Reformulated Gasoline in St. Louis
|Air Pollution Control Program fact sheet||
|Division of Environmental Quality Acting Director: Steve Feeler||
Cleaner-burning gasoline: an improved gasoline formula
St. Louis area service stations started using a cleaner-burning gasoline formula in June 1999. This fuel, known as reformulated gasoline, helps cut down on dangerous air pollution in the St. Louis area. Reformulated gasoline (RFG) is required at stations in the city of St. Louis and St. Louis, St. Charles, Jefferson and Franklin counties.
Health benefits from using cleaner-burning gasoline are significant
The switch to RFG means healthier air to breathe. Gasoline-powered vehicles and equipment contribute a major part of the pollution that makes St. Louis air quality a problem. Using RFG lowers emissions of pollutants that cause or contribute to health problems such as asthma and other heart and lung diseases. RFG greatly reduces the cancer risk from gasoline emissions by cutting benzene more than one-third and reducing many other toxic compounds.
Large emission reductions from using reformulated gasoline
RFG provides one of the largest emission reductions in St. Louis’ long fight for cleaner air by reducing smog-forming emissions from motor vehicles. RFG must reduce volatile organic compound (VOC) emissions by at least 25 percent, nitrogen oxides (NOx) emissions by five to seven percent and air toxic emissions by at least 20 percent.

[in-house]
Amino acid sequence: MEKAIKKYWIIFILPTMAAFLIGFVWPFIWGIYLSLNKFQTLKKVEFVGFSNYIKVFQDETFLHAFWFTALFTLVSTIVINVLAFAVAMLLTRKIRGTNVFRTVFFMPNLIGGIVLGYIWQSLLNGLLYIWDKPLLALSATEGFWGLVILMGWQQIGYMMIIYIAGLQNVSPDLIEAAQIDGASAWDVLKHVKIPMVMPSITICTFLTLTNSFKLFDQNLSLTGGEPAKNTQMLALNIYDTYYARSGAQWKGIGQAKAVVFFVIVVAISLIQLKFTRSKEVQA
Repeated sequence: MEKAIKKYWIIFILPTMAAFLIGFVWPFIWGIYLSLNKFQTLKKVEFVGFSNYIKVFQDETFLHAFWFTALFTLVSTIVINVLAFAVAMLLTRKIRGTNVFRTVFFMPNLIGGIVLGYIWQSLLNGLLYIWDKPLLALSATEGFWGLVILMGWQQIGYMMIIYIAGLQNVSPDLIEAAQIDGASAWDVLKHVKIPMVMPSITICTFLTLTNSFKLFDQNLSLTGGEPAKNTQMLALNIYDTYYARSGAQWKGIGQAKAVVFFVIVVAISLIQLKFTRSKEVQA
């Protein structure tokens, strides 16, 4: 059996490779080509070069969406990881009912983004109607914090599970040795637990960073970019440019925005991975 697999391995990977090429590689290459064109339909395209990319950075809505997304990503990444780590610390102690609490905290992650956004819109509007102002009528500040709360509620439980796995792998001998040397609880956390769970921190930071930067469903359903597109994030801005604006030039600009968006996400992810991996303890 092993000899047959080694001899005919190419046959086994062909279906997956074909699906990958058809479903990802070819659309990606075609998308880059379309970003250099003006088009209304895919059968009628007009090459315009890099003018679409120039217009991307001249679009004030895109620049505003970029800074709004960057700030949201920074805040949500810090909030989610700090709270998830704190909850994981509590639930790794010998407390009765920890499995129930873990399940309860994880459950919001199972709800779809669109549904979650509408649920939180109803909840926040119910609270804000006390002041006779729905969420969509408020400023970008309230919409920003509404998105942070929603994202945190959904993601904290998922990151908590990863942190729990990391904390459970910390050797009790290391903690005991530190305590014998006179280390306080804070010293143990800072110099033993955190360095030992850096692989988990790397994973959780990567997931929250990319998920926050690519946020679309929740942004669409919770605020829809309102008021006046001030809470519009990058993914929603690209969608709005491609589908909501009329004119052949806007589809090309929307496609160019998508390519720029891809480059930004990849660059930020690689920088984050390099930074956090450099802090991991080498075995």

No change in performance
You can use RFG in your car exactly the same way as conventional gasoline. As a matter of fact, auto manufacturers recommend the use of RFG over conventional fuel. RFG also works just as well as conventional gasoline in mowers, garden equipment, boats and other gasoline-powered engines. RFG is available in the same octane levels as conventional gasoline.
RFG has been used since 1995 in 17 states and the District of Columbia and accounts for more than 30 percent of the gasoline sold in the United States. Billions of miles have been driven on cleaner-burning gasoline in the United States. Extensive use and testing has shown no increase in performance problems with the use of RFG.
On average, RFG may result in a very small (less than one mile per gallon) reduction in gasoline mileage when compared to conventional fuel.
RFG costs a few cents more to refine. The price at the pump will greatly depend on market conditions: supply, demand and competition. These conditions can differ over time and by locality. Costs in other areas where RFG is sold currently average about 1 to 3 cents per gallon more than conventional gasoline.